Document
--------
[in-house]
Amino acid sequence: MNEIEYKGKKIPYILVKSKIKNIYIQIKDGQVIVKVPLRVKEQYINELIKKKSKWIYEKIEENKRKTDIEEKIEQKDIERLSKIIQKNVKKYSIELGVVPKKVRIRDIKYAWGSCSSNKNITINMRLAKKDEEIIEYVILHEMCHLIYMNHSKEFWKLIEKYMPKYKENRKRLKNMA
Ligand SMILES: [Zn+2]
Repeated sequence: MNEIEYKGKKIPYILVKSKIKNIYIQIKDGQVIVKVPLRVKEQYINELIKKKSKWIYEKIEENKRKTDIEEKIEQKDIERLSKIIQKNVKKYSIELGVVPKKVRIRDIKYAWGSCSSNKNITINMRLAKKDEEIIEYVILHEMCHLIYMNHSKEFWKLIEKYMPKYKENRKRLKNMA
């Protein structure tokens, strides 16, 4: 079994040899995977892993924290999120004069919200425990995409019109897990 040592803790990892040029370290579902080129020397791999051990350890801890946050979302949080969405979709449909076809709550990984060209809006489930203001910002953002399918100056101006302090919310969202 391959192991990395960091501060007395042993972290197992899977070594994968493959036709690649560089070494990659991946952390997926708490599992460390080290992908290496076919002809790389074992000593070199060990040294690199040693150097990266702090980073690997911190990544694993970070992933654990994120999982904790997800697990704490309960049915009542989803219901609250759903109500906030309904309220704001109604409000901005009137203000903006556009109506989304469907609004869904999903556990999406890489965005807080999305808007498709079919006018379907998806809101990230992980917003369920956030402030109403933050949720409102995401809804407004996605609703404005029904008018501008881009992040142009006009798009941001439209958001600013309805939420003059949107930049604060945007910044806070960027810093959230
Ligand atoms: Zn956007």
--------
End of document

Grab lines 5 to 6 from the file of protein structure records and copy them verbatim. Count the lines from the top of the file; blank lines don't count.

């Protein structure tokens, strides 16, 4: 079994040899995977892993924290999120004069919200425990995409019109897990 040592803790990892040029370290579902080129020397791999051990350890801890946050979302949080969405979709449909076809709550990984060209809006489930203001910002953002399918100056101006302090919310969202 391959192991990395960091501060007395042993972290197992899977070594994968493959036709690649560089070494990659991946952390997926708490599992460390080290992908290496076919002809790389074992000593070199060990040294690199040693150097990266702090980073690997911190990544694993970070992933654990994120999982904790997800697990704490309960049915009542989803219901609250759903109500906030309904309220704001109604409000901005009137203000903006556009109506989304469907609004869904999903556990999406890489965005807080999305808007498709079919006018379907998806809101990230992980917003369920956030402030109403933050949720409102995401809804407004996605609703404005029904008018501008881009992040142009006009798009941001439209958001600013309805939420003059949107930049604060945007910044806070960027810093959230
Ligand atoms: Zn956007």